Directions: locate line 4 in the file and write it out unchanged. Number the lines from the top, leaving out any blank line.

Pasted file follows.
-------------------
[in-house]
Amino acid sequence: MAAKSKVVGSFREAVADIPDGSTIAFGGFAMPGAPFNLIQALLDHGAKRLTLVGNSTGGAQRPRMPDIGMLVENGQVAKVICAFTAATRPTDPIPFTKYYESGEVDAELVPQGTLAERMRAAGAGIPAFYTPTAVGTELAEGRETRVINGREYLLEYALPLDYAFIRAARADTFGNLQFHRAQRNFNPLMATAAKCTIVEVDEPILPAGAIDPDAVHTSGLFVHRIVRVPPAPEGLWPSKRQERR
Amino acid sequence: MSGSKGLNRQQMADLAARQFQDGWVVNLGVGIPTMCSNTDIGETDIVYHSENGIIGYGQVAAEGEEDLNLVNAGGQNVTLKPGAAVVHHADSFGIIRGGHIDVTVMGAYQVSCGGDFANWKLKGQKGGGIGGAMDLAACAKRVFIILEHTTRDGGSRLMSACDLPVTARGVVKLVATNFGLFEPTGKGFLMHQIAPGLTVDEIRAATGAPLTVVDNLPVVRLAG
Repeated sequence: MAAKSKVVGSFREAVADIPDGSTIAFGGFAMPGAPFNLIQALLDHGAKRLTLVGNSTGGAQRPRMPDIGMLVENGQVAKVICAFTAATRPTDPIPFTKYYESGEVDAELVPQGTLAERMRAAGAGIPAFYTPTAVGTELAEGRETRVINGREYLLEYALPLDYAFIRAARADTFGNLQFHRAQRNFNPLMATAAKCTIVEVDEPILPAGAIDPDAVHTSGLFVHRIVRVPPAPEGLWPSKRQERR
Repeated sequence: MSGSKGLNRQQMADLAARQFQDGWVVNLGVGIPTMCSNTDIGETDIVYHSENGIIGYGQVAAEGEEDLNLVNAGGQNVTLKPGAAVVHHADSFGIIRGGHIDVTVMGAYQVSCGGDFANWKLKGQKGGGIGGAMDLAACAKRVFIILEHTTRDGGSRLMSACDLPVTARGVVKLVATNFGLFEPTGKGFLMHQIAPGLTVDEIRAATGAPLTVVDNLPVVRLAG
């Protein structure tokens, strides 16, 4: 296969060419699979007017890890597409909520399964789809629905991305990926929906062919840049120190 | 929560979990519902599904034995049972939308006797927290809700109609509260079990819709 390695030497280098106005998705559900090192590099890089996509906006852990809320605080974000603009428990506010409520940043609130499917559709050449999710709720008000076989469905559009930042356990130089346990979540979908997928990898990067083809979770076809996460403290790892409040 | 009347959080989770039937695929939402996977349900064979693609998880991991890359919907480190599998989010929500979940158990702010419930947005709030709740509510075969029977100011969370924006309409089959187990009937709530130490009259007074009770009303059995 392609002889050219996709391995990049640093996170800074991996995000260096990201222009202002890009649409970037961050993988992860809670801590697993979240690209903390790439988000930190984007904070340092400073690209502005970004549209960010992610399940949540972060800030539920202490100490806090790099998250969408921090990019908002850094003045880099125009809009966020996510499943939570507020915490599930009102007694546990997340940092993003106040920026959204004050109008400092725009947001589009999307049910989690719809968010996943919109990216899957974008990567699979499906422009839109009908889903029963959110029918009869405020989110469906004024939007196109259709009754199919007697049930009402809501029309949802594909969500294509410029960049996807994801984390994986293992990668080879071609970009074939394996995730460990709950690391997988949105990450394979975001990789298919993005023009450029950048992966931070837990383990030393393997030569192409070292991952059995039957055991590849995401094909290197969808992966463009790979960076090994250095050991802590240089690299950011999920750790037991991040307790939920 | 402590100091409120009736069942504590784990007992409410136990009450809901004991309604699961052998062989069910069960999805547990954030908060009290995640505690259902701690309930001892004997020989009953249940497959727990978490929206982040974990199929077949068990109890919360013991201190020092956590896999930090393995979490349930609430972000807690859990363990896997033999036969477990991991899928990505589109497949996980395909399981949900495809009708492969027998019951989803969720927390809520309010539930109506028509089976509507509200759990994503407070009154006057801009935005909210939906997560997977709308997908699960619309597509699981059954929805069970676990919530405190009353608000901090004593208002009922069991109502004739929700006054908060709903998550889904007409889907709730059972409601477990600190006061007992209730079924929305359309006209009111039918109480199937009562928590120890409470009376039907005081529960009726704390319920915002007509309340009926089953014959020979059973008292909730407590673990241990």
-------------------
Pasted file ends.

Repeated sequence: MAAKSKVVGSFREAVADIPDGSTIAFGGFAMPGAPFNLIQALLDHGAKRLTLVGNSTGGAQRPRMPDIGMLVENGQVAKVICAFTAATRPTDPIPFTKYYESGEVDAELVPQGTLAERMRAAGAGIPAFYTPTAVGTELAEGRETRVINGREYLLEYALPLDYAFIRAARADTFGNLQFHRAQRNFNPLMATAAKCTIVEVDEPILPAGAIDPDAVHTSGLFVHRIVRVPPAPEGLWPSKRQERR